So far on this blog I’ve written a lot about my job as a Civil Enforcement Officer and this week I thought I would share a link which tells you about a day in the life of someone else who works for the NEPP; our Group Manager, Richard Walker:
A day in the life of NEPP’s Group Manager
The sun is shining, the daffodils are out and I’ve even spotted a few bunnies over the past week so all the signs of spring are here in the lead up to the Easter weekend. I suspect many of you are looking forward to having a four day weekend and have plans to go out and/or have friends and family coming to stay. To make sure that neither you nor your guests are caught out with a parking ticket, I thought I’d use this week’s post to remind you about bank holiday parking.
It could be very easy to think that on bank holidays parking restrictions may not apply, or may be relaxed; but in most cases they aren’t. There is still a duty to manage the highway, and bank holidays are no exception, especially as they’re often the busiest time on our roads. Most parking restrictions are not relaxed on bank or public holidays and the same rules apply as on any other Monday. Restrictions always apply on bank and public holidays unless signs specifically indicate that they do not. Exceptions are always signposted, so please don’t get caught out!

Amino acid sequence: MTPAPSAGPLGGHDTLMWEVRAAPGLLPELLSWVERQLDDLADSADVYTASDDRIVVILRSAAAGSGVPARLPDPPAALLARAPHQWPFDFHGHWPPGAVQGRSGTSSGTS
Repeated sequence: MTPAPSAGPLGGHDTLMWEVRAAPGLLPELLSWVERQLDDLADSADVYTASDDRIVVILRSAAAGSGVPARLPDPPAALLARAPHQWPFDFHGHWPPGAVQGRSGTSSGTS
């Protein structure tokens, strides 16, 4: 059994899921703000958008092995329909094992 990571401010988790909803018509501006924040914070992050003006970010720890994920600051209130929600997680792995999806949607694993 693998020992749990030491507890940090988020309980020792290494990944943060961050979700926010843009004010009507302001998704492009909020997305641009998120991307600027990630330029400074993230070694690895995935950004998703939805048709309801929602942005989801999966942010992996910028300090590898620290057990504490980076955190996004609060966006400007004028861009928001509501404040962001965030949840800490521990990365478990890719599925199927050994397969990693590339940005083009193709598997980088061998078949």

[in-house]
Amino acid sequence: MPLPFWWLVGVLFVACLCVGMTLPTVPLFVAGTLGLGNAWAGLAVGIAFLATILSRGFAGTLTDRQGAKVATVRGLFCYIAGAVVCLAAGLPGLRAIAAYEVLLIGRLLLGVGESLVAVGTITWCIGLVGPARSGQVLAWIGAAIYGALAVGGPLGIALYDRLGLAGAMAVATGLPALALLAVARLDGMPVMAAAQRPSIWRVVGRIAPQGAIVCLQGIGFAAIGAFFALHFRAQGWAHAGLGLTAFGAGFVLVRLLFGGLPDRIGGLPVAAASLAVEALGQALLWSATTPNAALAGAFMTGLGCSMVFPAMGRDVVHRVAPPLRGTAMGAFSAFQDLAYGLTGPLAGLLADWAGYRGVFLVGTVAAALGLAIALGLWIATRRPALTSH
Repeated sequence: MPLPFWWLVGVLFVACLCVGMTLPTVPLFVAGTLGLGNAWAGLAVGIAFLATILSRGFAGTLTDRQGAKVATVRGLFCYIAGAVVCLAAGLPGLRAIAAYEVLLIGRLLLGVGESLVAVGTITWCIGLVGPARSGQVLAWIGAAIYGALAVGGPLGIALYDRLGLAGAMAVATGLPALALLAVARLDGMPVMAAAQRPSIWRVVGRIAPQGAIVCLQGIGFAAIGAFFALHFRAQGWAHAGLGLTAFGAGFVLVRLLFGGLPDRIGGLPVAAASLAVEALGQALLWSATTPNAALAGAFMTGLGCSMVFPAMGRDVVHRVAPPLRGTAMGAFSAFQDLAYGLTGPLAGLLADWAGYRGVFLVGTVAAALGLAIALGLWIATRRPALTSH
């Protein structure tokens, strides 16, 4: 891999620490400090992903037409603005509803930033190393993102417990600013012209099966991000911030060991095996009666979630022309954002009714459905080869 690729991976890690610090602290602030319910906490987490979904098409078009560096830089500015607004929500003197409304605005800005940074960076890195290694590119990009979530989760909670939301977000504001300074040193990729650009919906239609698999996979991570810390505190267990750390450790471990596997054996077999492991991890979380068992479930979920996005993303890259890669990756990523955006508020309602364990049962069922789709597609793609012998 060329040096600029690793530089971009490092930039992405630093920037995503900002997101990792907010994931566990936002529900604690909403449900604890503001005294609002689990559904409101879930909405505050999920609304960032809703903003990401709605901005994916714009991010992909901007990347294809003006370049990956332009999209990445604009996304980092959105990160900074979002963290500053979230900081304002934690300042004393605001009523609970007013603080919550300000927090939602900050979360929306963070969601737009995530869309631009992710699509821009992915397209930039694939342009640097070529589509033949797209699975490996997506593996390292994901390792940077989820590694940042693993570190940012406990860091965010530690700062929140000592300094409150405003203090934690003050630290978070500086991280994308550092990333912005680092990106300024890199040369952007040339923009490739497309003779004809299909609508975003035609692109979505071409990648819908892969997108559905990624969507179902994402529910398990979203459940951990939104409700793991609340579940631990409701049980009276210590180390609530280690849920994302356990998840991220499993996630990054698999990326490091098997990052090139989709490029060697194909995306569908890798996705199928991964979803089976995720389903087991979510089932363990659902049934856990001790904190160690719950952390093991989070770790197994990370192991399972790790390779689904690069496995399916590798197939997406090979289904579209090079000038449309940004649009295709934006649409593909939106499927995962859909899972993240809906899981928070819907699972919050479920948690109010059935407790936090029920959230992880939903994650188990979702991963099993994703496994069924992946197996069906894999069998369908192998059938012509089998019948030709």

Some seasonal parking restrictions (such as the below) are also likely to come into force this weekend too.
There are also lots of events taking place across North Essex over the Easter weekend so the roads and car parks will be busy. If you’re travelling by car in Colchester, please be aware that Brook Street is closed (and will be over the Bank Holiday) whilst Essex County Council works take place. Information about other roadwork schemes taking place across Essex and live travel information is available from Essex County Council’s Highway’s Service Information Centre.
Thanks to everyone who took part in last week’s seasonal parking restriction activity – it’s been my most popular poll yet!
The sign above is informing motorists that ‘No waiting’ (or parking) is permitted from 8.00am to 6.00pm during the period 1 April – 30 November. Parking on a ‘No waiting’ restriction is only permitted for blue badge holders clearly displaying their blue badge and accompanying clock (for a maximum of 3 hours) or for loading or unloading to take place. Based on this, the correct answers to last week’s poll are as follows:
You could be issued with a Penalty Charge Notice (PCN) if you parked where this sign appears and were: